The Klipsch R-20B provides a full set of controls on the soundbar itself, something not all soundbars do. We like this feature for those times when you just can't find the remote. Speaking of the remote, we weren't huge fans of it. It is quite small and easy to lose, making those on bar control all the more important. Also, Klipsch does not provide an app for use in conjunction with the soundbar, so everything must be done via the remote or on bar controls.
Setup of the Klipsch R-20B was fairly easy. Pairing the external subwoofer took a little bit of extra time, and it is the heaviest soundbar we tested, but we still had it up and running in about 10 minutes.
The one thing that really annoyed us about the Klipsch R-20B was its wireless connectivity. Pairing mobile devices via Bluetooth often took multiple attempts, and that connection tended to go in and out if we had any other Bluetooth devices in the room. If we made sure there were no other soundbars turned on in close vicinity the connection remained solid, but it made us feel that the Klipsch R-20B would be more sensitive to other nearby wireless networks. It also took a few attempts to wirelessly pair the subwoofer with the soundbar, and that connection was initially finicky as well. Once we found a slightly closer position that the subwoofer and bar liked that connection remained rock solid throughout the rest of our testing.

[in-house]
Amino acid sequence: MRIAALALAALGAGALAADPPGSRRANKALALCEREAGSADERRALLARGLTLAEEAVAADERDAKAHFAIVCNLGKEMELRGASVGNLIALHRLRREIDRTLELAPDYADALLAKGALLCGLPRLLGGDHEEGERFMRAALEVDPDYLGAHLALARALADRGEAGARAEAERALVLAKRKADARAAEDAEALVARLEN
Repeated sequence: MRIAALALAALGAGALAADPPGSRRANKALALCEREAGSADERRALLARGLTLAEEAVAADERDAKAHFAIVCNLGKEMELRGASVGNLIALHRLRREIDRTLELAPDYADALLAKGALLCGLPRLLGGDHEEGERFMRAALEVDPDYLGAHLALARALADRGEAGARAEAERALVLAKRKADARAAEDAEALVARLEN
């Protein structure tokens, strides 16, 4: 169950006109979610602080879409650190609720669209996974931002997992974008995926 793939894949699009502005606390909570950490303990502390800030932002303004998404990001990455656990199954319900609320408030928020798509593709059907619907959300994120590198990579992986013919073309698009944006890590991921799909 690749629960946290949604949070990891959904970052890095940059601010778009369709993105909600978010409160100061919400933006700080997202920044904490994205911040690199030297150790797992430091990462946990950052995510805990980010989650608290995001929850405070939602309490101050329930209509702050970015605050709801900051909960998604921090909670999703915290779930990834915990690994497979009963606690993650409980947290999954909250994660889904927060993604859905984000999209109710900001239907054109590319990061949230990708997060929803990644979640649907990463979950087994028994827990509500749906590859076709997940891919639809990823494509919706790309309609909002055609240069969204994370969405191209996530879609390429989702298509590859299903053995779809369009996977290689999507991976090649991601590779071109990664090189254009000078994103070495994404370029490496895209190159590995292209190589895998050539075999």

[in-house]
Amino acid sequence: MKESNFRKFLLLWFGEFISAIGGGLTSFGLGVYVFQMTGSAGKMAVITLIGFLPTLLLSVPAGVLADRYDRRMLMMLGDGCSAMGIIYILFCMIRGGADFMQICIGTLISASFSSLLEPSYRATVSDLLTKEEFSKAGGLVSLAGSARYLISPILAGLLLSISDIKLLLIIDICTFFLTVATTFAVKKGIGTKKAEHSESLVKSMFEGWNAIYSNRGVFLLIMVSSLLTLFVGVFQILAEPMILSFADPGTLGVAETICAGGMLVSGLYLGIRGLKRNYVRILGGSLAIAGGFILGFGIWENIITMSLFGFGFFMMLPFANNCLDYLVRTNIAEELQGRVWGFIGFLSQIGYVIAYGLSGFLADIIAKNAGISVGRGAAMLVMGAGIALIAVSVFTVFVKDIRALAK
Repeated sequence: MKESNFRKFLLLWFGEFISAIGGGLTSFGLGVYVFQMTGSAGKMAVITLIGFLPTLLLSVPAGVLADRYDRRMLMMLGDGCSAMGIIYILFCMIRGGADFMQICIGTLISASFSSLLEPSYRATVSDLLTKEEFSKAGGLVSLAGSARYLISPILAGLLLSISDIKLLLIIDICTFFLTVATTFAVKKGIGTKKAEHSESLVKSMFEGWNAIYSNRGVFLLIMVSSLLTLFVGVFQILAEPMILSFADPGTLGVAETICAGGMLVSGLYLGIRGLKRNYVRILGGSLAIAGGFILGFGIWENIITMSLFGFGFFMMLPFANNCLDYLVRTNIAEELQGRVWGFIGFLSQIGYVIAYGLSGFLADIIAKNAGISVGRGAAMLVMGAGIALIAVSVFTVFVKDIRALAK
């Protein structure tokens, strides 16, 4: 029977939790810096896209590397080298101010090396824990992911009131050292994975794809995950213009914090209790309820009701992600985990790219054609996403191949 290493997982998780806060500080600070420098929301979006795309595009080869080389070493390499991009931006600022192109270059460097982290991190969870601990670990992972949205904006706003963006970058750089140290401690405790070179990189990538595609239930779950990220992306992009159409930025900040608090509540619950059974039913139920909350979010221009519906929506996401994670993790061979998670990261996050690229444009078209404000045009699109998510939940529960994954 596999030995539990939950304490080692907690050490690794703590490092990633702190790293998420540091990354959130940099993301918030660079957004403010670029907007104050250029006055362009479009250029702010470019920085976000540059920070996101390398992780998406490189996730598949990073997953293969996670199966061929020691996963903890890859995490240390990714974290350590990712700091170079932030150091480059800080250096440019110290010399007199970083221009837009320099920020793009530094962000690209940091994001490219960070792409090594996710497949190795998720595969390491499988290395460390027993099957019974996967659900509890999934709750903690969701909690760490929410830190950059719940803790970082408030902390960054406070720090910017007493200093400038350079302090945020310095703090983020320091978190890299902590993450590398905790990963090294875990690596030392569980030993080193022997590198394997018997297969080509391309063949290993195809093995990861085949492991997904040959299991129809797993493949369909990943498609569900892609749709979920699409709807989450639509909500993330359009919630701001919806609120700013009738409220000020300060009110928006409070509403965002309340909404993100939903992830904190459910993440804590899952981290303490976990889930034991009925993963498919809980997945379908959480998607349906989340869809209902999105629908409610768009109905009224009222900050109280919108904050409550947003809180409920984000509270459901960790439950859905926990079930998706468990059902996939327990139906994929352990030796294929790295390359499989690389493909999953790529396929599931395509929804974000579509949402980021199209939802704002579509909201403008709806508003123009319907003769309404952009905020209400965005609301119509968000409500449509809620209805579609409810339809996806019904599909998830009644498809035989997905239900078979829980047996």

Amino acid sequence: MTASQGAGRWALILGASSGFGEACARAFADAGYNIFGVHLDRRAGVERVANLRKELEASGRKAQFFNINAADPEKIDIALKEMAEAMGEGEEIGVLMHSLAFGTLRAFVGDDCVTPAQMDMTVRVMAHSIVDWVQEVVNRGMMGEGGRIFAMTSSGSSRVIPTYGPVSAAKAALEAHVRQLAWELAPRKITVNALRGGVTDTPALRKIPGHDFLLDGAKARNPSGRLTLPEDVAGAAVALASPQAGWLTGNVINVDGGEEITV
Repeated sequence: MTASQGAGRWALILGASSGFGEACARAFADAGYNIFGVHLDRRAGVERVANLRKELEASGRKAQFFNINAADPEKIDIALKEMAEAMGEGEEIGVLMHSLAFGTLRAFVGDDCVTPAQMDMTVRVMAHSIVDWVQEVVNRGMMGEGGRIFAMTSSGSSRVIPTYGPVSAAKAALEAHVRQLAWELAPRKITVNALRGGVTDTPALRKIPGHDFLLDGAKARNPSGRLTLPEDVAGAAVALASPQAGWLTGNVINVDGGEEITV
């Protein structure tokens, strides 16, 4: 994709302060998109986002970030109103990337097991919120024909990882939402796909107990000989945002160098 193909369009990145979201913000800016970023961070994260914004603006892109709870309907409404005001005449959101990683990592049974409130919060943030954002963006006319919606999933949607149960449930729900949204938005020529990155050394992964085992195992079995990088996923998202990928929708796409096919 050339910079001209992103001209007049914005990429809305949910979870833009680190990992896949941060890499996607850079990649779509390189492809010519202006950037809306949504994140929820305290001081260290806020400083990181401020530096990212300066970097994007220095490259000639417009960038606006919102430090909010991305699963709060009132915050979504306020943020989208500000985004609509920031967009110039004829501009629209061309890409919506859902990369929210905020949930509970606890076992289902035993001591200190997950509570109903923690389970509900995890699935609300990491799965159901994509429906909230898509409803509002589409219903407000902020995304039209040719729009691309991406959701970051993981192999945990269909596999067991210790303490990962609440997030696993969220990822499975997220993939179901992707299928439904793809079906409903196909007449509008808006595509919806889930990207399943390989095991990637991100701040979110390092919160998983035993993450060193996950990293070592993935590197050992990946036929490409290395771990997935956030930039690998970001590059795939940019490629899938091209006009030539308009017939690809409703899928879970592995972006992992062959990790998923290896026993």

The Klipsch R-20B was the worst scorer in our sound customization test. It offers very few sound adjustments and largely trusts that you'll like the standard Klipsch sound settings, or that you can adjust the sound setting on whatever device you're connecting to the soundbar.
The only real customization the the Klipsch R-20B offers is the level of the subwoofer. Plus, the only way to control that level is with a knob on the actual subwoofer, so you're going ot have to get off the couch if the bass isn't at your desired level. Again, this isn't a huge deal, as you'll likely be able to adjust some EQ settings on whatever device you're connecting to the Klipsch R-20B, but we would have preferred having some more adjustability within the soundbar itself.
Klipsch has a fairly distinctive style of speakers with black bodies and gold speaker cones. However, it eschewed that style with its soundbar and opted for an all black design, a choice we can definitely get behind. It was one of the highests scoring models in our design/style testing.
We really liked the clean lines and monochrome design of the Klipsch R-20B. We also felt that choosing slightly transparent speaker cover that allows you to see the speaker cones added a nice design flair without being too flashy.
With a list price of $800 the Klipsch R-20B is the most expensive soundbar we tested. If you really want the best bass around it is worth paying that much, but otherwise we would recommend the slightly cheaper Sonos Playbar in this price range. However, the Klipsch R-20B can often be found at online retailers for up to half off the retail price. If you are able to find a deal like this you should snatch it up, as you won't be disappointed.
The Klipsch R-20B is the best soundbar around for bass loving audiophiles. If you don't mind sacrificing a little bass the Sonos Playbar provides better overall sound in the same price range.
— Max Mutter and Steven Tata